Texas

Cubans entering US stunned by new asylum restrictions

UMA, Arizona (AP) — Migrants who illegally entered the US under moonlit skies and waist-deep cold water on Friday were devastated to learn they could be sent back to Mexico under expanded asylum restrictions.

The approximately 200 migrants who walked in the dark for about an hour to surrender to border guard agents in Yuma, Arizona included many Cubans who were stunned to learn that the asylum ban, which had previously applied mainly to other nationalities, now extended to the same degree on them. Some of them were political dissidents from the Cuban government who were forced to leave due to long-standing fears of imprisonment and persecution, as well as a new sense of economic desperation.

President Joe Biden announced Thursday that Cubans, Nicaraguans, Haitians and Venezuelans will be immediately deported to Mexico if they enter the US illegally. At the same time, he offered humanitarian parole for up to 30,000 people a month from those four countries if they applied online, paid for airfare, and found a financial sponsor.

Mario Enrique Pérez, 32, said he would rather be imprisoned in the US than return to Mexico, where he and his wife endured much abuse and mistreatment during their two-month trip across the country, he said. They often had to get off buses to avoid extortion at government checkpoints, slowing their pace.

The vast majority of Cubans make it to the US by flying to Nicaragua as tourists and make it to the US-Mexico border. Perez said they exchange information “like ants” about which routes are the safest and easiest, so he chose Yuma.

Migrants wait to be processed for asylum after crossing the US border, Friday, January 6, 2023, near Yuma, Arizona. (AP Photo/Gregory Bull)

Nelli Jimenez, 50, said that during her three-month trip to Mexico, she rode horses to avoid extortion at government checkpoints. Her son, whom she called an active dissident, fled to Spain many years ago. She held out in Cuba despite ties to her son — even going to jail during the July 2021 protests — but only until economic desperation forced her to sell her convenience store in the city of Cienfuegos to pay for a trip to the United States. .

She hopes to live with relatives in Nebraska.

“I didn’t expect this,” Jimenez said of the new asylum restrictions.

Nyurka Avila, 53, said the Cuban government was following her and her husband, both known dissidents. She spoke with disgust about Cuban officials, saying that she couldn’t bring herself to wear the traditional guayabéra dress because they did. They “appropriated” him, she said.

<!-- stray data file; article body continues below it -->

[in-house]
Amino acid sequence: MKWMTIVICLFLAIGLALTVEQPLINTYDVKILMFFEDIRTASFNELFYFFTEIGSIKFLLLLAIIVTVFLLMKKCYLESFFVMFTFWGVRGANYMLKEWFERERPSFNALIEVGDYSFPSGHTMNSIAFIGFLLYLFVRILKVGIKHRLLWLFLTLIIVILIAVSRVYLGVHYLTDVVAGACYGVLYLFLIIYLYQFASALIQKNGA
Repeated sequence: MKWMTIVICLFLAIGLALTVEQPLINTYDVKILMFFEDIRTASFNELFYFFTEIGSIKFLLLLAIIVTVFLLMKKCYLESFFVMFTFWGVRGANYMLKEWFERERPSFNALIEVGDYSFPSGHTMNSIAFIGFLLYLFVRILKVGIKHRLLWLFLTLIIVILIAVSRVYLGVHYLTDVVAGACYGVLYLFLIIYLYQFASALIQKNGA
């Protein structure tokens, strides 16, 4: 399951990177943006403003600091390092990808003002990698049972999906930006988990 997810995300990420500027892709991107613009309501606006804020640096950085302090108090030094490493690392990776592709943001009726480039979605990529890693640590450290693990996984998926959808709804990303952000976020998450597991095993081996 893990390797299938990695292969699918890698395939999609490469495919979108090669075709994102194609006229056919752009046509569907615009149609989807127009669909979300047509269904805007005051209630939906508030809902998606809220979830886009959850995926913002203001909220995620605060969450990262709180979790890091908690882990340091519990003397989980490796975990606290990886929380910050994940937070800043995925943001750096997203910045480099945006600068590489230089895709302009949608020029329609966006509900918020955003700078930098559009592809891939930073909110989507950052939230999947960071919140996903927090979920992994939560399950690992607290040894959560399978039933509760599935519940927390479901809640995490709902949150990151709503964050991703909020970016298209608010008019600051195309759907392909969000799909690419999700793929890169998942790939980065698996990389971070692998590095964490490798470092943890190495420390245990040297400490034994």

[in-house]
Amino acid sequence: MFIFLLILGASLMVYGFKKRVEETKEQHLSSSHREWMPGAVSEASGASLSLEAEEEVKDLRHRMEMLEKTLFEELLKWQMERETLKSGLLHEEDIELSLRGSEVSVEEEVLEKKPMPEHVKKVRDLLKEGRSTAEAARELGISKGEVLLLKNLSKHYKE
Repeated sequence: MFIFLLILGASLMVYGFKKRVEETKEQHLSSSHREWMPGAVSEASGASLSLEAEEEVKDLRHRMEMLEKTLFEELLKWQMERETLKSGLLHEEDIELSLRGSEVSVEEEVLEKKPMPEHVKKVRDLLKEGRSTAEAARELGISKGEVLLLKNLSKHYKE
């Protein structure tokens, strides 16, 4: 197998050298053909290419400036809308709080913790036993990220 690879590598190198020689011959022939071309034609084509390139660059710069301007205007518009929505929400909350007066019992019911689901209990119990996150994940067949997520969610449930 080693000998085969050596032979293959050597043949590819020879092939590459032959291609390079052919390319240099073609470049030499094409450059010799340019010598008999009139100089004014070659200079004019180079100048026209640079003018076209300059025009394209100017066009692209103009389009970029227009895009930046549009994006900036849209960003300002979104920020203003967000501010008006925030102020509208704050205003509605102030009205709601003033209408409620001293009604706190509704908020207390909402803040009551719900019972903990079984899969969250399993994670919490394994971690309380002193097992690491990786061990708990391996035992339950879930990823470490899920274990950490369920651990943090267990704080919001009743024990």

Avila, a Cuban nurse, said Mexico was not an attractive option and that she and her husband hoped to reunite with their family in Florida.

“(Mexico) is a cruel place and our family is here,” she said.

The new rules expand existing efforts to prevent attempts by Venezuelans to enter the US, which began in October and resulted in a sharp drop in the number of Venezuelans arriving at the southern border. Together, they represent a major change to immigration rules that will remain in place even if the Supreme Court strikes down a Trump-era public health law that allows US authorities to turn down asylum seekers.

“No, just don’t show up at the border,” Biden said when announcing the changes, though he acknowledged the hardships that put many families on the perilous journey north.

“Stay where you are and apply legally from there,” he advised.

A Cuban woman waits with other migrants for asylum after crossing the US border, Friday, January 6, 2023, near Yuma, Arizona. (AP Photo/Gregory Bull)

Biden made the announcement just days before a scheduled visit to El Paso, Texas on Sunday for his first trip to the southern border as president. From there, he will travel to Mexico City to meet with North American leaders on Monday and Tuesday.

At the US-Mexico border, migrants have been denied the opportunity to claim asylum 2.5 million times since March 2020 under Section 42 restrictions imposed by former President Donald Trump as an emergency public health measure to prevent the spread of COVID-19. But there has always been criticism that the restrictions were used by the Republican Party as an excuse to close the border.

Biden lifted the Section 42 restrictions, and Republicans sued to keep them. The US Supreme Court has upheld the rules for now. White House officials say they still believe restrictions should be lifted but say they can continue to turn migrants away under immigration law.

On Friday, the spokesman for UNHCR, the UN refugee agency, Boris Cheshirkov welcomed the expansion of safe and regular routes that will now be available to an “unprecedented number” of people trying to enter the United States, but said the agency also wants more details. . about how the new process will be implemented.

“These are quite important and multifaceted statements,” he told reporters in Geneva at a regular UN briefing. “We are analyzing what has been announced and especially the impact that these measures could have, including on the situation and the thousands of people who are already on the road.”

Cheshirkov reaffirmed the UN agency’s longstanding concerns about the use of Section 42 due to the risk that many people could be sent back to Mexico “without regard to the dangers they have fled and the risks and hardships many of them may face.” ”

“We repeat that this does not meet the standards of the refugee law,” he added. “Seeking asylum is one of the fundamental human rights.”

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Associated Press correspondents Jamie Kiten in Geneva contributed to this report; Colleen Long, Zeke Miller and Rebecca Santana in Washington; and Gisela Salomon in Miami.

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